For the past 2 decades, clinical and basic science researchers have gained significant insights into the molecular and genetic pathways associated with common forms of craniosynostosis. This has led to invaluable information for families and physicians in their attempts to understand the heterogeneity of craniosynostosis. Genetic mutations have been identified in the fibroblast growth factor receptors (FGFRs) as well as in other targets, including TWIST1, BMP, and RUNX2. Greater understanding of these and other pathways has led to the development of innovative approaches for applying medical therapies to the treatment of craniosynostosis, in particular by maintaining suture patency. In this article, the authors discuss the molecular pathophysiological mechanisms underlying various forms of craniosynostosis. They also highlight recent developments in the field of molecular craniosynostosis research with the hope of identifying targets for medical therapies that might augment the results of surgical intervention.
Jennifer Kosty and Timothy W. Vogel
Jennifer A. Kosty, Juan Mejia-Munne, Rimal Dossani, Amey Savardekar, and Bharat Guthikonda
Jacques Jean Lhermitte (1877–1959) was among the most accomplished neurologists of the 20th century. In addition to working as a clinician and instructor, he authored more than 800 papers and 16 books on neurology, neuropathology, psychiatry, and mystical phenomena. In addition to the well-known “Lhermitte’s sign,” an electrical shock–like sensation caused by spinal cord irritation in demyelinating disease, Lhermitte was a pioneer in the study of the relationship between the physical substance of the brain and the experience of the mind. A fascinating example of this is the syndrome of peduncular hallucinosis, characterized by vivid visual hallucinations occurring in fully lucid patients. This syndrome, which was initially described as the result of a midbrain insult, also may occur with injury to the thalamus or pons. It has been reported as a presenting symptom of various tumors and as a complication of neurosurgical procedures. Here, the authors review the life of Lhermitte and provide a historical review of the syndrome of peduncular hallucinosis.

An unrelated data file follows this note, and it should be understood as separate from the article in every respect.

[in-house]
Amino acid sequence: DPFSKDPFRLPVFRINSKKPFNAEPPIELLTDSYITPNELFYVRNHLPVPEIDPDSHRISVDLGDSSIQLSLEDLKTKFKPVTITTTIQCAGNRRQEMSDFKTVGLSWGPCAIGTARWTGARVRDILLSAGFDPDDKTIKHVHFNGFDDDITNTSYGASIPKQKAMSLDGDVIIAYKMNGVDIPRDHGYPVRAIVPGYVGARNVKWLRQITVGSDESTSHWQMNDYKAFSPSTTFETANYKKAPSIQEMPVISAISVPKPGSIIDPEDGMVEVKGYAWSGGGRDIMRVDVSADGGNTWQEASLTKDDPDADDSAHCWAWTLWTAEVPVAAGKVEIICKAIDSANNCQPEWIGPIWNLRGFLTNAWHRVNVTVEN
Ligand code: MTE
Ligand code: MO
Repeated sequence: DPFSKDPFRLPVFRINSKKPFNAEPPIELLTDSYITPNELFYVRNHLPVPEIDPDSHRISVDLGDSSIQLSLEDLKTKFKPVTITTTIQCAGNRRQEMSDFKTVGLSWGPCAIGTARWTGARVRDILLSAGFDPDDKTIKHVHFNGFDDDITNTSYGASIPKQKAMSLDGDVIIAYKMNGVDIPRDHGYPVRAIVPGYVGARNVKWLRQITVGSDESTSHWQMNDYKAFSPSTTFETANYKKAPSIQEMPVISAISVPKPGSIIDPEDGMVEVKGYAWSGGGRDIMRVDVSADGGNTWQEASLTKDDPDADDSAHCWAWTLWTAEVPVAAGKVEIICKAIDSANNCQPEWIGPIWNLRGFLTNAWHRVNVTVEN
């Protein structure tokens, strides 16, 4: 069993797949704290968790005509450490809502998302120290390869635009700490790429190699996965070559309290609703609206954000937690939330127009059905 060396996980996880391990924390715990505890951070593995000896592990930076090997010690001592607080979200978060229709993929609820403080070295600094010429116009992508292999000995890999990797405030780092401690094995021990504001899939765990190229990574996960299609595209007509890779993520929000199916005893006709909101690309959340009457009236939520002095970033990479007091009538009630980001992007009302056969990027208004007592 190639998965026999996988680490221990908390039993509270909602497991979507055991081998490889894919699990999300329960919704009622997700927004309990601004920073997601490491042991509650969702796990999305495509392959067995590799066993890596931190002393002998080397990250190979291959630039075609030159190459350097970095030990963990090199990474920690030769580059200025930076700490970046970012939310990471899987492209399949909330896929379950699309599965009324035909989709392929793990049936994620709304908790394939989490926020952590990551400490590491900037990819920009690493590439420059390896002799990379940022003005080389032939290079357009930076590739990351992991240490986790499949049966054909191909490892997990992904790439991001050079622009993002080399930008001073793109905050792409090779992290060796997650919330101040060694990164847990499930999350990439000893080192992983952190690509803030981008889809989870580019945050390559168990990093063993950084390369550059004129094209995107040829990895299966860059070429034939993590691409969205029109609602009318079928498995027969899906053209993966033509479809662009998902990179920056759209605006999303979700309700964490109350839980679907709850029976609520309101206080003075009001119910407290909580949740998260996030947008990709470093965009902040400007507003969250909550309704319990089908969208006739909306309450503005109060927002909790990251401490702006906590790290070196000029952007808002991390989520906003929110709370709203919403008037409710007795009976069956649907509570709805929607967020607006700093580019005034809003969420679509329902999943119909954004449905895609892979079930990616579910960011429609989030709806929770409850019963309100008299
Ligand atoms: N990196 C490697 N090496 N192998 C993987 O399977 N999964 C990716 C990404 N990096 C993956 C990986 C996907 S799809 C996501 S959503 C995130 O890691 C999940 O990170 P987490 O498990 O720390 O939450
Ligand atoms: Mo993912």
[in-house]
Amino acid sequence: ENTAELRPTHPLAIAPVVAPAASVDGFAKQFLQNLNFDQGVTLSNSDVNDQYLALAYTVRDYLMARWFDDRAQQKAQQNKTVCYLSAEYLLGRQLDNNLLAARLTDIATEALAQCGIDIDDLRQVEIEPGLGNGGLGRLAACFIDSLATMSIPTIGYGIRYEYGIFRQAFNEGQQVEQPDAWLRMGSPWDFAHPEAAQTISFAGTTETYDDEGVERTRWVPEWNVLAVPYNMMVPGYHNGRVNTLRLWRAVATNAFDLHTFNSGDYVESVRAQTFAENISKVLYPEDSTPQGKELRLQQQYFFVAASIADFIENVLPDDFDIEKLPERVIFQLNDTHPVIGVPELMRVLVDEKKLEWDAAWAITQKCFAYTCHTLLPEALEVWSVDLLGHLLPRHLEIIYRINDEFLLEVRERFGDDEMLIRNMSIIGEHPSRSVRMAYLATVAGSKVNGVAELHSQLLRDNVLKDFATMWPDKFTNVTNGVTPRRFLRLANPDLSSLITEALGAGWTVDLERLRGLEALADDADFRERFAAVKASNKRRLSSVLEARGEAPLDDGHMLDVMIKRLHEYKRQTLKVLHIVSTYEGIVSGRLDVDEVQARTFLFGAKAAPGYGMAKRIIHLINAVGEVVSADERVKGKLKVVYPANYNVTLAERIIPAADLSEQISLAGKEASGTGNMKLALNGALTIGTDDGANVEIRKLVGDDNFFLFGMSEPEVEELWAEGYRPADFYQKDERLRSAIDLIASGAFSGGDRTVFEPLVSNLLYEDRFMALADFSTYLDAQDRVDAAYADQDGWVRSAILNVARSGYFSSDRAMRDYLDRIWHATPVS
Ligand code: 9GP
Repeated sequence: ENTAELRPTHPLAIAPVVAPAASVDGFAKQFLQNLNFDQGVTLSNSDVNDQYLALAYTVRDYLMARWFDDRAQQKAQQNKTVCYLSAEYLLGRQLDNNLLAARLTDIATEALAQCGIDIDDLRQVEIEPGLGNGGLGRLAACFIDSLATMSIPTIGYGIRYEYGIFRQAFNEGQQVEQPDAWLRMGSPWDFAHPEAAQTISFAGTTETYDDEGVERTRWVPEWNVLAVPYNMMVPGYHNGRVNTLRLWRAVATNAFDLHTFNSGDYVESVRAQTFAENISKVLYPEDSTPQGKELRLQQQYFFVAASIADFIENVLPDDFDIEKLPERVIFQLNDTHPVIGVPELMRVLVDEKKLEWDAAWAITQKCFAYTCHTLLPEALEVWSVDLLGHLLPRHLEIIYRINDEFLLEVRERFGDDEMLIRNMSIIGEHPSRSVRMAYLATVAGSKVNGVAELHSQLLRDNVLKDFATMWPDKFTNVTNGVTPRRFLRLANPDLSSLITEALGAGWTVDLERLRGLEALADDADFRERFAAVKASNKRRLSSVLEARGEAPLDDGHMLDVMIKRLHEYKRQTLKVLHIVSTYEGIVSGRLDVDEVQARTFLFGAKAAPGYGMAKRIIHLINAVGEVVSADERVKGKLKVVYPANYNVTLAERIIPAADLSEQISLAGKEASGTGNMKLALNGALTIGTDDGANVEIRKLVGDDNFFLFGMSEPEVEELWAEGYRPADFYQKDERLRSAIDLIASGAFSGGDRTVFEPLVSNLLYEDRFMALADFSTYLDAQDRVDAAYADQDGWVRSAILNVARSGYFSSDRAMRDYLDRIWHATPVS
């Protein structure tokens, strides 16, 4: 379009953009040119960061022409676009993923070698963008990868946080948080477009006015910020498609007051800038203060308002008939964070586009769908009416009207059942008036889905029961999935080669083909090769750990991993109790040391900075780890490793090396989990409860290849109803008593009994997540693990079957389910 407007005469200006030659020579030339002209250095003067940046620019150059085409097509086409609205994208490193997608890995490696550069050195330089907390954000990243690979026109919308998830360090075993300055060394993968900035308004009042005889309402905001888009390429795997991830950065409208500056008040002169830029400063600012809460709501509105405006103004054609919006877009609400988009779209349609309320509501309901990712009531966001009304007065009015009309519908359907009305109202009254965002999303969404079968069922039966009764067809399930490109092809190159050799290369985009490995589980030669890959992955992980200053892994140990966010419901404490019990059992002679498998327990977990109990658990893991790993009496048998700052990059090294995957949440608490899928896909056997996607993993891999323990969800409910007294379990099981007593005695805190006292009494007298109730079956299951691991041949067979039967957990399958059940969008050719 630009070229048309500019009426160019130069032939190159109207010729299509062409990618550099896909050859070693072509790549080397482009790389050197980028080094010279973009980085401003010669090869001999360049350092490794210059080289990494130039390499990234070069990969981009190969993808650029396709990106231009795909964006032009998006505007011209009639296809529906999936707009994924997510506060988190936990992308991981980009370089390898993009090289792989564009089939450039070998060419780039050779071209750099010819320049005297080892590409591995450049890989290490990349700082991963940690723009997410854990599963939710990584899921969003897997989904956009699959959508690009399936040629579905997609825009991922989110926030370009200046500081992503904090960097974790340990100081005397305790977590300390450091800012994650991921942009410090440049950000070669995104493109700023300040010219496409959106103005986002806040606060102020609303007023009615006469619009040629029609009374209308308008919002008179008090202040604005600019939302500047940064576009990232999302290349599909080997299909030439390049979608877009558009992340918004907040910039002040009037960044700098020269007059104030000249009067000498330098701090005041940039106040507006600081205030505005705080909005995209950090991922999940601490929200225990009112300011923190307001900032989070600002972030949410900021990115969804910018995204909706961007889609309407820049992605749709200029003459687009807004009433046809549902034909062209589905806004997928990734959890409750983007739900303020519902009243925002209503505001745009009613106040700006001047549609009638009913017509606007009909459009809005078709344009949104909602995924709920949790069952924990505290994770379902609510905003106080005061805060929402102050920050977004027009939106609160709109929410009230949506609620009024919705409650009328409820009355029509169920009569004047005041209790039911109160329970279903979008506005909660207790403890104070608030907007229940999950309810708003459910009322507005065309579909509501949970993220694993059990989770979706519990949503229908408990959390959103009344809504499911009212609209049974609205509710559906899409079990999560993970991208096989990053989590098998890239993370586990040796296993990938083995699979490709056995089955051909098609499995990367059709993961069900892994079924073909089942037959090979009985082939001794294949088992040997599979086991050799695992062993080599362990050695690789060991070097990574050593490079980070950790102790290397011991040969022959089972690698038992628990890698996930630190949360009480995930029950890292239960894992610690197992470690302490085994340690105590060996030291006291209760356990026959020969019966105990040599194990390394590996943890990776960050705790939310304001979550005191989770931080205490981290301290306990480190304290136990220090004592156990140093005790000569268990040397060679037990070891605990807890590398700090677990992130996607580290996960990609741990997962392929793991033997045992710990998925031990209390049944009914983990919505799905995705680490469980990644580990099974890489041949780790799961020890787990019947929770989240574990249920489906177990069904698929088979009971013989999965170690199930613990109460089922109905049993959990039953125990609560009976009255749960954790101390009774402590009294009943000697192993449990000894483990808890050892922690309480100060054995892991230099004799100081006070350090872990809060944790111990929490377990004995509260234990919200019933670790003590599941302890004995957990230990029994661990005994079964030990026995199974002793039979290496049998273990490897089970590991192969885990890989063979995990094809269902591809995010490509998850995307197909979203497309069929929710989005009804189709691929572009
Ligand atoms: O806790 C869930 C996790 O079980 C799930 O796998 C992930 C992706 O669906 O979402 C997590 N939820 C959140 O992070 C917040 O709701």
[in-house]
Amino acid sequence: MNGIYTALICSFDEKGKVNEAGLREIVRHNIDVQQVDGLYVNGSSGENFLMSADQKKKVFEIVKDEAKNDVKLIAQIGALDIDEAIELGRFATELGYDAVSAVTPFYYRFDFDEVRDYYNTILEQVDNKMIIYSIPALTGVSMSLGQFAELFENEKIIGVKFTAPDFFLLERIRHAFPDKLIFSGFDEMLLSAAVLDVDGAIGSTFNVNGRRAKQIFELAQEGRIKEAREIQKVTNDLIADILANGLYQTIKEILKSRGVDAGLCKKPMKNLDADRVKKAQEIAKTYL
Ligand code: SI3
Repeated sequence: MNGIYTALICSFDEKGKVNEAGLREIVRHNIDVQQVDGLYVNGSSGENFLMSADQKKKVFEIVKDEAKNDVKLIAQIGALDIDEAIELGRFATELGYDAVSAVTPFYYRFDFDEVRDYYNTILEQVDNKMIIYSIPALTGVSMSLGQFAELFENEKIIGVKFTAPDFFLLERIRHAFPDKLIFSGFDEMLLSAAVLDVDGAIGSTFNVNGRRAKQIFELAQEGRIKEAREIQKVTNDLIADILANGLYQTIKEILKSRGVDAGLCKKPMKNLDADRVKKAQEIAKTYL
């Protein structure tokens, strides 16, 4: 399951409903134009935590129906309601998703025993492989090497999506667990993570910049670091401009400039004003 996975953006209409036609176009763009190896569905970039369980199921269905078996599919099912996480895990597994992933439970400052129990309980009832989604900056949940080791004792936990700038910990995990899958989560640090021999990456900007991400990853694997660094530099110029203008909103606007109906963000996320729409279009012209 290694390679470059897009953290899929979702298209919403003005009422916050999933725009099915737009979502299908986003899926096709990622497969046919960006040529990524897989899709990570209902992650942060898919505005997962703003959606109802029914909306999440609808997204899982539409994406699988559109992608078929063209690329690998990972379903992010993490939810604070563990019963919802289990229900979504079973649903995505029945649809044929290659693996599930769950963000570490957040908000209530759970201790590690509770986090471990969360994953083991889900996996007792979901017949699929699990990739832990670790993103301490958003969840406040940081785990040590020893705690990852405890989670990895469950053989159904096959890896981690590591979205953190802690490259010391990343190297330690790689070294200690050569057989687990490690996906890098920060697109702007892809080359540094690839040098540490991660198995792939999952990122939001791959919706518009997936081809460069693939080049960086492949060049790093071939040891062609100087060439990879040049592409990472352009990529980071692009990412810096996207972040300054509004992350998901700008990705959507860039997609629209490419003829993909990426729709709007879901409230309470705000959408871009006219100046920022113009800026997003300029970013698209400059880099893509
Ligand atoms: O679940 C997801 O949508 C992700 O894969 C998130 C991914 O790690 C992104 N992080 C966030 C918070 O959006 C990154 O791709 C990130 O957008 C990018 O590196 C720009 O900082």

Alexander Micko, Benjamin I. Rapoport, Brett E. Youngerman, Reginald P. Fong, Jennifer Kosty, Andrew Brunswick, Shane Shahrestani, Gabriel Zada, and Theodore H. Schwartz
Incomplete resection of skull base pathology may result in local tumor recurrence. This study investigates the utility of 5-aminolevulinic acid (5-ALA) fluorescence during endoscopic endonasal approaches (EEAs) to increase visibility of pathologic tissue.
This retrospective multicenter series comprises patients with planned resection of an anterior skull base lesion who received preoperative 5-ALA at two tertiary care centers. Diagnostic use of a blue light endoscope was performed during EEA for all cases. Demographic and tumor characteristics as well as fluorescence status, quality, and homogeneity were assessed for each skull base pathology.
Twenty-eight skull base pathologies underwent blue-light EEA with preoperative 5-ALA, including 15 pituitary adenomas (54%), 4 meningiomas (14%), 3 craniopharyngiomas (11%), 2 Rathke’s cleft cysts (7%), as well as plasmacytoma, esthesioneuroblastoma, and sinonasal squamous cell carcinoma. Of these, 6 (21%) of 28 showed invasive growth into surrounding structures such as dura, bone, or compartments of the cavernous sinus. Tumor fluorescence was detected in 2 cases (7%), with strong fluorescence in 1 tuberculum sellae meningioma and vague fluorescence in 1 pituicytoma. In all other cases fluorescence was absent. Faint fluorescence of the normal pituitary gland was seen in 1 (7%) of 15 cases. A comparison between the particular tumor entities as well as a correlation between invasiveness, WHO grade, Ki-67, and positive fluorescence did not show any significant association.
With the possible exception of meningiomas, 5-ALA fluorescence has limited utility in the majority of endonasal skull base surgeries, although other pathology may be worth investigating.
Joseph C. Serrone, Ryan D. Tackla, Yair M. Gozal, Dennis J. Hanseman, Steven L. Gogela, Shawn M. Vuong, Jennifer A. Kosty, Calen A. Steiner, Bryan M. Krueger, Aaron W. Grossman, and Andrew J. Ringer
Many low-risk unruptured intracranial aneurysms (UIAs) are followed for growth with surveillance imaging. Growth of UIAs likely increases the risk of rupture. The incidence and risk factors of UIA growth or de novo aneurysm formation require further research. The authors retrospectively identify risk factors and annual risk for UIA growth or de novo aneurysm formation in an aneurysm surveillance protocol.
Over an 11.5-year period, the authors recommended surveillance imaging to 192 patients with 234 UIAs. The incidence of UIA growth and de novo aneurysm formation was assessed. With logistic regression, risk factors for UIA growth or de novo aneurysm formation and patient compliance with the surveillance protocol was assessed.